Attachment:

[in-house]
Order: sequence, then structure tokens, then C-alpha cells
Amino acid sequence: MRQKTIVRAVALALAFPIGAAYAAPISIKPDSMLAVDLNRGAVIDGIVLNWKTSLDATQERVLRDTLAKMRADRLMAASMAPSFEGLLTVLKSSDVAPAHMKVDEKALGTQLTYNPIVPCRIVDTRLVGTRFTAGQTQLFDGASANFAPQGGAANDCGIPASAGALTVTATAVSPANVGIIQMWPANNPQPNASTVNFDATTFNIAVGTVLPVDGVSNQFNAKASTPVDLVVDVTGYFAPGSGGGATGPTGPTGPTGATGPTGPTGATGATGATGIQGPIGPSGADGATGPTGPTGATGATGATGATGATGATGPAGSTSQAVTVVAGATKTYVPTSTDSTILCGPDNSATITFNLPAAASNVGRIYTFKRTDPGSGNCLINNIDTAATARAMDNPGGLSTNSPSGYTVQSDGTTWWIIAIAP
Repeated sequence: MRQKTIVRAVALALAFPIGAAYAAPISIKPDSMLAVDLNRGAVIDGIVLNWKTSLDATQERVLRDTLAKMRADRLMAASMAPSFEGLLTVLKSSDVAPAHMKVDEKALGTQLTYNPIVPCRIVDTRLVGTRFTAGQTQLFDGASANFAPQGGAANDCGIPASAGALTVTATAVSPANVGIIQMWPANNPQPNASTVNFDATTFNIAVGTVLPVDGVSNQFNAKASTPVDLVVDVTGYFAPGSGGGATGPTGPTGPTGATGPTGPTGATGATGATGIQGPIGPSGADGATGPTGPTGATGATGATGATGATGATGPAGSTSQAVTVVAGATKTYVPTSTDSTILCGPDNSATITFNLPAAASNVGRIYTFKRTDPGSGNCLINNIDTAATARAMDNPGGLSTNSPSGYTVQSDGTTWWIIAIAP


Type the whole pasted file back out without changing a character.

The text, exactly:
[in-house]
Order: sequence, then structure tokens, then C-alpha cells
Amino acid sequence: MRQKTIVRAVALALAFPIGAAYAAPISIKPDSMLAVDLNRGAVIDGIVLNWKTSLDATQERVLRDTLAKMRADRLMAASMAPSFEGLLTVLKSSDVAPAHMKVDEKALGTQLTYNPIVPCRIVDTRLVGTRFTAGQTQLFDGASANFAPQGGAANDCGIPASAGALTVTATAVSPANVGIIQMWPANNPQPNASTVNFDATTFNIAVGTVLPVDGVSNQFNAKASTPVDLVVDVTGYFAPGSGGGATGPTGPTGPTGATGPTGPTGATGATGATGIQGPIGPSGADGATGPTGPTGATGATGATGATGATGATGPAGSTSQAVTVVAGATKTYVPTSTDSTILCGPDNSATITFNLPAAASNVGRIYTFKRTDPGSGNCLINNIDTAATARAMDNPGGLSTNSPSGYTVQSDGTTWWIIAIAP
Repeated sequence: MRQKTIVRAVALALAFPIGAAYAAPISIKPDSMLAVDLNRGAVIDGIVLNWKTSLDATQERVLRDTLAKMRADRLMAASMAPSFEGLLTVLKSSDVAPAHMKVDEKALGTQLTYNPIVPCRIVDTRLVGTRFTAGQTQLFDGASANFAPQGGAANDCGIPASAGALTVTATAVSPANVGIIQMWPANNPQPNASTVNFDATTFNIAVGTVLPVDGVSNQFNAKASTPVDLVVDVTGYFAPGSGGGATGPTGPTGPTGATGPTGPTGATGATGATGIQGPIGPSGADGATGPTGPTGATGATGATGATGATGATGPAGSTSQAVTVVAGATKTYVPTSTDSTILCGPDNSATITFNLPAAASNVGRIYTFKRTDPGSGNCLINNIDTAATARAMDNPGGLSTNSPSGYTVQSDGTTWWIIAIAP